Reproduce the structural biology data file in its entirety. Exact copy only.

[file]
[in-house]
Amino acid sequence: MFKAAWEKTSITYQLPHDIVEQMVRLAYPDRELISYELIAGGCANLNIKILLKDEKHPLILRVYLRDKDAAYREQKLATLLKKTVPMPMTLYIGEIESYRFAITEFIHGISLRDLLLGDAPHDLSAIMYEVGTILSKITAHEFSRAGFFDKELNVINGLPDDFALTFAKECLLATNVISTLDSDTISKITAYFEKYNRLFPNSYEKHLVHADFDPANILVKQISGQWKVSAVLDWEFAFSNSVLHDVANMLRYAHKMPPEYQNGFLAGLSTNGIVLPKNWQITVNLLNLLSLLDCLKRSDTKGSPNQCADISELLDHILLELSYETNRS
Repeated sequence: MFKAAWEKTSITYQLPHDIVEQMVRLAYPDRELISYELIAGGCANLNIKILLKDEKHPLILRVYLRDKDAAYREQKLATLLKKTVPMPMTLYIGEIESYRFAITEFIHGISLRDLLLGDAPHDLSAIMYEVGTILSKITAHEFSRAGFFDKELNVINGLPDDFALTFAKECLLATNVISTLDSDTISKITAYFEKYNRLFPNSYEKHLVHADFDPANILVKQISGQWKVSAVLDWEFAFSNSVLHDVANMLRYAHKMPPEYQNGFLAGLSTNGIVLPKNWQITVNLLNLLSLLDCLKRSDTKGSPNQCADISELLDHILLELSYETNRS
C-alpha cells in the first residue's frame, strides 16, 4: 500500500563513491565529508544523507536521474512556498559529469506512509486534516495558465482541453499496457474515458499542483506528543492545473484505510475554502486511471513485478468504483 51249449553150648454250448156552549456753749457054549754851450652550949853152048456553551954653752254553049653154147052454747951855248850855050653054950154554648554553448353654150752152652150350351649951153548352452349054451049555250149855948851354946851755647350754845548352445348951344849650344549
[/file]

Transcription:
[in-house]
Amino acid sequence: MFKAAWEKTSITYQLPHDIVEQMVRLAYPDRELISYELIAGGCANLNIKILLKDEKHPLILRVYLRDKDAAYREQKLATLLKKTVPMPMTLYIGEIESYRFAITEFIHGISLRDLLLGDAPHDLSAIMYEVGTILSKITAHEFSRAGFFDKELNVINGLPDDFALTFAKECLLATNVISTLDSDTISKITAYFEKYNRLFPNSYEKHLVHADFDPANILVKQISGQWKVSAVLDWEFAFSNSVLHDVANMLRYAHKMPPEYQNGFLAGLSTNGIVLPKNWQITVNLLNLLSLLDCLKRSDTKGSPNQCADISELLDHILLELSYETNRS
Repeated sequence: MFKAAWEKTSITYQLPHDIVEQMVRLAYPDRELISYELIAGGCANLNIKILLKDEKHPLILRVYLRDKDAAYREQKLATLLKKTVPMPMTLYIGEIESYRFAITEFIHGISLRDLLLGDAPHDLSAIMYEVGTILSKITAHEFSRAGFFDKELNVINGLPDDFALTFAKECLLATNVISTLDSDTISKITAYFEKYNRLFPNSYEKHLVHADFDPANILVKQISGQWKVSAVLDWEFAFSNSVLHDVANMLRYAHKMPPEYQNGFLAGLSTNGIVLPKNWQITVNLLNLLSLLDCLKRSDTKGSPNQCADISELLDHILLELSYETNRS
C-alpha cells in the first residue's frame, strides 16, 4: 500500500563513491565529508544523507536521474512556498559529469506512509486534516495558465482541453499496457474515458499542483506528543492545473484505510475554502486511471513485478468504483 51249449553150648454250448156552549456753749457054549754851450652550949853152048456553551954653752254553049653154147052454747951855248850855050653054950154554648554553448353654150752152652150350351649951153548352452349054451049555250149855948851354946851755647350754845548352445348951344849650344549